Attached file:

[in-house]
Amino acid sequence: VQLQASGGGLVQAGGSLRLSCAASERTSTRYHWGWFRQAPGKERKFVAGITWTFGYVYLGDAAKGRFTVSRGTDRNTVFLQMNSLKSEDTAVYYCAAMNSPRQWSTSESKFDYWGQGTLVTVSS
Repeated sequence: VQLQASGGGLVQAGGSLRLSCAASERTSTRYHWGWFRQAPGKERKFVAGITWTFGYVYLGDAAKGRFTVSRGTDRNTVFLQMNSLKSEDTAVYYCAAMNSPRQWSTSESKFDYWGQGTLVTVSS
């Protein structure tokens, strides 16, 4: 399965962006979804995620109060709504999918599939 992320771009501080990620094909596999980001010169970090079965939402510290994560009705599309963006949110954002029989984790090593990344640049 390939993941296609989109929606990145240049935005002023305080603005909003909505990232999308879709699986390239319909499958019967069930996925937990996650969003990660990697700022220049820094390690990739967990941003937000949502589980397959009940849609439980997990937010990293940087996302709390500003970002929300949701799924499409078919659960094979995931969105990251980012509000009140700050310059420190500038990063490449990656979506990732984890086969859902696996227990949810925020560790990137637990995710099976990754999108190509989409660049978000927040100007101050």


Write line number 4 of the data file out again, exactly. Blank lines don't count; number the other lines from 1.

């Protein structure tokens, strides 16, 4: 399965962006979804995620109060709504999918599939 992320771009501080990620094909596999980001010169970090079965939402510290994560009705599309963006949110954002029989984790090593990344640049 390939993941296609989109929606990145240049935005002023305080603005909003909505990232999308879709699986390239319909499958019967069930996925937990996650969003990660990697700022220049820094390690990739967990941003937000949502589980397959009940849609439980997990937010990293940087996302709390500003970002929300949701799924499409078919659960094979995931969105990251980012509000009140700050310059420190500038990063490449990656979506990732984890086969859902696996227990949810925020560790990137637990995710099976990754999108190509989409660049978000927040100007101050």